Monday, April 07, 2003

Part of this blog's mission is to give out information about and comment on stuff that is happening is regions of the world poorly covered (or not at all) by the North American and European medias. Places that are off the beaten path, if you will. It's based on the premise that you can't form an opinion about something that you don't even know is occurring.

In that spirit, below is an article about the destabilizing activities of Liberian warlord/dictator Charles Taylor by the British non-governmental organization (NGO) Global Witness.

This is a sensitive subject to me because one of the countries Taylor wishes to destabilize is the Republic of Guinea, a place where I lived for two years as a Peace Corps volunteer. I lived there during the worst period of Liberia's own civil war, a war where Taylor's troops (many of them child soldiers) committed most of the worst atrocities. He's already supported the limb-hacking Revolutionary United Front rebels which destroyed Sierra Leone and he's accused of back the rebels now in control of much of Ivory Coast. He's already destabilized two of Liberia's three neighbors. Guinea's next on the list.

Here's hoping the Hague can make room in Milosevic's cell for Taylor.

Source: UN Integrated Regional Information Network via

Global Witness Accuses Liberia of Destabilising Neighbours

UN Integrated Regional Information Networks
April 1, 2003
Posted to the web April 1, 2003
An international non-governmental organisation (NGO) has accused Liberia's government of destabilising West Africa by supporting and arming rebels in Cote d'Ivoire and Sierra Leone. In a report issued on Monday, Global Witness also accused the government of Liberian President Charles Taylor of regularly importing weapons in violation of UN sanctions.
The report, titled: 'The Usual Suspects: Liberia's Weapons and Mercenaries in Cote d'Ivoire and Sierra Leone' charges that Liberia's government has been backing two rebel groups that operate in the west of Cote d'Ivoire since late November 2002: the Popular Movement of the Ivorian Great West (MPIGO) and the Movement for Justice and Peace (MJP). Liberia, it added, planned to use mercenaries to destabilise Sierra Leone.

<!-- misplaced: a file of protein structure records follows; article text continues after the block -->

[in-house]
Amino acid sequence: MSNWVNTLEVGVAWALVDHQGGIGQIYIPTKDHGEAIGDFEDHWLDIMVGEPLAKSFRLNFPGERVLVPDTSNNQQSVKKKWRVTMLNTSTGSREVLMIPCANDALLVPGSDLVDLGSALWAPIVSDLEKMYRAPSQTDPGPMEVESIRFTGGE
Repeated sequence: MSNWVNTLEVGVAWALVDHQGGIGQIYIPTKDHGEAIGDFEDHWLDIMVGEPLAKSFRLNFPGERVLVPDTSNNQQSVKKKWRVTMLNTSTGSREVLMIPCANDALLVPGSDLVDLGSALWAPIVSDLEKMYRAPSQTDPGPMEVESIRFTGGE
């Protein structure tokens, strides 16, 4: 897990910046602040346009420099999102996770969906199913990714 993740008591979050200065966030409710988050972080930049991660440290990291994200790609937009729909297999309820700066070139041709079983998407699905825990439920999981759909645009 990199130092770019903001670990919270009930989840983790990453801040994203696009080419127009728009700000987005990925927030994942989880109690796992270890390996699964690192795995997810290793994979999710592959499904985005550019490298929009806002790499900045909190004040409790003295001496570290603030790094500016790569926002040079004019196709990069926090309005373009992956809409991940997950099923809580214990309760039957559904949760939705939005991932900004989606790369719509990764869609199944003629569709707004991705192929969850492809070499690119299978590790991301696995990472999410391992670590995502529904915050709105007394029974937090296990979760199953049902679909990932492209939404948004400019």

Global Witness urged the UN Security Council to renew existing sanctions against Liberia - which cover the sale of weapons to Monrovia and trade in its diamonds - and to extend them to include Liberian timber. The timber industry, it said, continued to be the Liberian government's primary source of financial and logistical access to international markets for weapons and mercenaries.
"We have uncovered information showing the Liberian government is still actively involved in the illegal arms trade, and is the driving force behind the training, arming and deployment of the Ivorian rebel groups MPIGO and MJP, with Liberian President Charles Taylor calling the shots from Monrovia," said Alice Blondel, a Global Witness campaigner. "The 'usual suspects', including President Charles Taylor and former RUF commander Sam 'Maskita' Bockarie, who have been involved in previous regional insecurities, are now involved in the Cote d'Ivoire crisis and are planning to undermine the fragile peace in Sierra Leone".
According to the report, the Liberian timber industry provided the government with the means necessary to maintain its supplies of fighting forces and illegal arms, which, Global Witness said, it receives from eastern Europe via France, Libya and Nigeria.
Cote d'Ivoire's MPIGO and MJP rebels, the NGO said, were made up mainly of Liberian and Sierra Leonean mercenaries. It added that the MPIGO and MJP fighters were organised in Liberia before deployment into Cote d'Ivoire, and were commanded by close associates of Taylor.
And in Sierra Leone, Liberia's government is now implementing a destabilisation strategy so as to disrupt the operations of the Special Court, "by which President Charles Taylor and other key figures in Liberia expect to be indicted for war crimes committed during Sierra Leone's civil war", the NGO said.
Global Witness is an NGO that works to expose the link between natural resource exploitation and human rights abuses. It operates in areas where environmentally destructive trade is funding conflict or human rights violations.
[The report can be found at ]


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